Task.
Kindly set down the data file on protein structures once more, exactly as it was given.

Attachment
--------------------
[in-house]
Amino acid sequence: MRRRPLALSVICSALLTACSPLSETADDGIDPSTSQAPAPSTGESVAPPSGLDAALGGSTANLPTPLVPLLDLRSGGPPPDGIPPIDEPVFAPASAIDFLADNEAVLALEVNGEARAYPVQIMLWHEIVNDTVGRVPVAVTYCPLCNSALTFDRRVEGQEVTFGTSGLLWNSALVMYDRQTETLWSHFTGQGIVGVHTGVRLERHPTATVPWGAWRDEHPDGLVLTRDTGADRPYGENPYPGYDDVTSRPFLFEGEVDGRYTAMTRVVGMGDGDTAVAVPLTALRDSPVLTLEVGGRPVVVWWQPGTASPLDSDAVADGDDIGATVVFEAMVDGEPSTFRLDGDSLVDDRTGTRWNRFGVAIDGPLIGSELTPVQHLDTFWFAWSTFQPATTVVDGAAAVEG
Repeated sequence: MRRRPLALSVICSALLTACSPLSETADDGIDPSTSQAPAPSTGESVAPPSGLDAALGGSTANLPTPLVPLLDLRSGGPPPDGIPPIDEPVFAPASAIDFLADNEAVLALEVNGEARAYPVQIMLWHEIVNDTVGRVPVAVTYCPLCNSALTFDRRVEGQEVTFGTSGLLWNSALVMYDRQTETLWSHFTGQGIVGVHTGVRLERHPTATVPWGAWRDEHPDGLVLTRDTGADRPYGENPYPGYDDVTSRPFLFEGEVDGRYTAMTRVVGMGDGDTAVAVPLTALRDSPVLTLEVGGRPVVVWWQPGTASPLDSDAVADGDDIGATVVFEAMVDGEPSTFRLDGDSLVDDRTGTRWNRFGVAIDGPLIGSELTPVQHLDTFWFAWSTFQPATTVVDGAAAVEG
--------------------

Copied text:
[in-house]
Amino acid sequence: MRRRPLALSVICSALLTACSPLSETADDGIDPSTSQAPAPSTGESVAPPSGLDAALGGSTANLPTPLVPLLDLRSGGPPPDGIPPIDEPVFAPASAIDFLADNEAVLALEVNGEARAYPVQIMLWHEIVNDTVGRVPVAVTYCPLCNSALTFDRRVEGQEVTFGTSGLLWNSALVMYDRQTETLWSHFTGQGIVGVHTGVRLERHPTATVPWGAWRDEHPDGLVLTRDTGADRPYGENPYPGYDDVTSRPFLFEGEVDGRYTAMTRVVGMGDGDTAVAVPLTALRDSPVLTLEVGGRPVVVWWQPGTASPLDSDAVADGDDIGATVVFEAMVDGEPSTFRLDGDSLVDDRTGTRWNRFGVAIDGPLIGSELTPVQHLDTFWFAWSTFQPATTVVDGAAAVEG
Repeated sequence: MRRRPLALSVICSALLTACSPLSETADDGIDPSTSQAPAPSTGESVAPPSGLDAALGGSTANLPTPLVPLLDLRSGGPPPDGIPPIDEPVFAPASAIDFLADNEAVLALEVNGEARAYPVQIMLWHEIVNDTVGRVPVAVTYCPLCNSALTFDRRVEGQEVTFGTSGLLWNSALVMYDRQTETLWSHFTGQGIVGVHTGVRLERHPTATVPWGAWRDEHPDGLVLTRDTGADRPYGENPYPGYDDVTSRPFLFEGEVDGRYTAMTRVVGMGDGDTAVAVPLTALRDSPVLTLEVGGRPVVVWWQPGTASPLDSDAVADGDDIGATVVFEAMVDGEPSTFRLDGDSLVDDRTGTRWNRFGVAIDGPLIGSELTPVQHLDTFWFAWSTFQPATTVVDGAAAVEG